When assessing serotonin levels using the Nutrition Genome Report, it is important to combine MAO-A, FUT2 (Digestion Section), COMT (Neurotransmitter Section), SHBG (Hormones) and DI01 and DI02 (Thyroid Section) along with epigenetic factors.
MAO-A: MAO-A (Monoamine oxidase A) is a critical enzyme involved in breaking down important neurotransmitters such as serotonin, estrogen, norepinephrine, and dopamine.
FUT2: Approximately 90 percent of serotonin is made in the digestive tract. Poor gut flora dramatically disrupts serotonin and GABA. A red flag should go up when you see antibiotic use and homozygous FUT2 genes.
COMT: MAO-A and COMT are in the same pathway for estrogen metabolism. Genetic variants and epigenetic factors that slow down both genes, medications, suboptimal co-factors, stress and high estrogen affect serotonin levels.
SHBG: SHBG levels can alter estrogen levels that could affect serotonin, especially if fiber intake is low and sugar/refined carbohydrate intake is high.
DI01 and DI02: Depression and adrenal fatigue can lead to suppressed thyroid function. T3 is found in large amounts in the limbic system (joy, anger, fear) and regulates serotonin, norepinephrine, and GABA levels. Serotonin, T3, T4, and norepinephrine rely on the amino acid tryptophan, while tyrosine is a precursor of T3. Low protein intake, chronic stress and depression can lead to depleted tryptophan and tyrosine, causing a vicious cycle of hypothyroidism and mood dysregulation.
The GG allele genotype is for the high activity of the enzyme, while a TT genotype encodes for slow activity of the enzyme. Looking at serotonin levels from a genetic standpoint requires much more than just MAO-A. As you may have noticed, both the normal and homozygous genotype come up in the Nutrition Genome Report as relevant. The TT genotype is actually believed to help preserve circulating serotonin through the reduced enzyme function, however, there are many factors that easily alter serotonin levels and this gene shouldn’t be assessed on its own.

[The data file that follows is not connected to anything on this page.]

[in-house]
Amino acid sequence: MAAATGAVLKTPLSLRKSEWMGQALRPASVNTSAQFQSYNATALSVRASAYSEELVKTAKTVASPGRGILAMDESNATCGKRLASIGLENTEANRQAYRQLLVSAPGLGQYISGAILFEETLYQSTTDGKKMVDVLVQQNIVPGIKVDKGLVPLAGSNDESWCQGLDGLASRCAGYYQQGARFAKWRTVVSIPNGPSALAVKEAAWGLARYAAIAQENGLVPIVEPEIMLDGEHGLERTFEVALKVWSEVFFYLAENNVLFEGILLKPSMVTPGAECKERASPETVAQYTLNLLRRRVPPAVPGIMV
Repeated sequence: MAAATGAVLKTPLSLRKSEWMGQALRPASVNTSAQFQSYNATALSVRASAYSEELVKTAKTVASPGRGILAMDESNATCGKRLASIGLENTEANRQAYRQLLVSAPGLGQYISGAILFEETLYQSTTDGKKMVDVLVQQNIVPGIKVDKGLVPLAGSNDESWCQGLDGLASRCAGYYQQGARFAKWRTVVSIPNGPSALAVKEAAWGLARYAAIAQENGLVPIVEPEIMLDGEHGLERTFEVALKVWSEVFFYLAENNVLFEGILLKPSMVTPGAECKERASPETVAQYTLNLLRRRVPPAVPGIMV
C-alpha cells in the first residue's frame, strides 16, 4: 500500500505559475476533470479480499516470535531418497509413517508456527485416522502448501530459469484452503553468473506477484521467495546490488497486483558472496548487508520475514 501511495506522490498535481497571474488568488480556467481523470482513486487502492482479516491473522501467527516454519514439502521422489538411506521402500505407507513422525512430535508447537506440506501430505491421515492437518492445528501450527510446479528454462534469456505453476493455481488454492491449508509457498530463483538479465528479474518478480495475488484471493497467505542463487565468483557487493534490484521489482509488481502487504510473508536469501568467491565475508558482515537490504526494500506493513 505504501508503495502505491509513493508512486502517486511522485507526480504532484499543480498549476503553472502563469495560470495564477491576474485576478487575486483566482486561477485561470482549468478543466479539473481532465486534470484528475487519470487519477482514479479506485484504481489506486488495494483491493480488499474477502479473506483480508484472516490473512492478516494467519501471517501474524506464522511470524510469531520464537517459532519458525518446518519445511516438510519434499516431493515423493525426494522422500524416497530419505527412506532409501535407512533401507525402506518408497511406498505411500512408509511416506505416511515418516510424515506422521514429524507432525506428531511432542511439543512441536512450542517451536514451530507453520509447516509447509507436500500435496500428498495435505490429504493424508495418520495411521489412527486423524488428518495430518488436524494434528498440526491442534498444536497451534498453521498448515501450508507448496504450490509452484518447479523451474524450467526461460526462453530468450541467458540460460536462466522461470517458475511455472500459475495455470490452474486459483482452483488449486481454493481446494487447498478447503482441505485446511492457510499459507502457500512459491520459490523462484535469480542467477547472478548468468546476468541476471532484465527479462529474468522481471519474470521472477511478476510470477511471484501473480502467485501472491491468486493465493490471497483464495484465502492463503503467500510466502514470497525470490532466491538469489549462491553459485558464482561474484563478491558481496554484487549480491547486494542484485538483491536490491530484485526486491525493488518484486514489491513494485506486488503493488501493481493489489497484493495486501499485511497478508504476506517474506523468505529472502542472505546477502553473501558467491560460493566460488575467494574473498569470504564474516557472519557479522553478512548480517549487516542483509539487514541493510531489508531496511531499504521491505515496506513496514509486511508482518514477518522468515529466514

While the GG genotype has produced mixed results with depression, low estrogen in women combined with the GG genotype may lead to depression and pain from low serotonin, poor sleep from low melatonin and sugar/refined carbohydrate cravings and increased alcohol consumption (the body’s way to temporarily boost serotonin but with bigger drops). However, this can still occur with the TT genotype.
With the TT genotype, constipation and high estrogen cause a very slow MAO-A enzyme, which can increase sensitivity to stress due to high levels of estrogen, serotonin, and poor detoxification. This can be especially true for those with variants in SHBG. Fiber and magnesium are crucial for this genotype.
Serotonin and Mental Health
Approximately 300 million suffer from depression, with more women affected than men. A Mayo Clinic study found that 70% of Americans are prescribed medications and anti-depressants are the second highest prescription given. Only 1/3 of these people are helped by anti-depressants. Prescribed antidepressants target the monoamine (MAO) systems.
Serotonin is a critical modulator of executive function, impulse control, sensory gating, and pro-social behavior. Low brain serotonin is connected to PTSD, Obsessive-Compulsive Disorder (OCD), Turret’s Disorder (TD) Social Anxiety Disorder (SAD), anxiety, depression, autism spectrum disorder (ASD), attention deficit hyperactivity disorder (ADHD), bipolar disorder and schizophrenia.
SSRIs block the reabsorption (reuptake) of serotonin in the brain, making more serotonin available. SSRI’s are one of the main clinical interventions for obsessive-compulsive disorder (OCD). They have been found to be effective in reducing both the thought (obsessions) and behavioral (compulsions) components of OCD. Imaging studies have suggested that individuals with OCD have decreased serotonin transporter availability in the midbrain/brainstem. Altered serotonin transport activity has also been highlighted in research to contribute to serotonin abnormalities in Tourette disorder. Tourette disorder is highly correlated with OCD (60%) and ADHD (40%).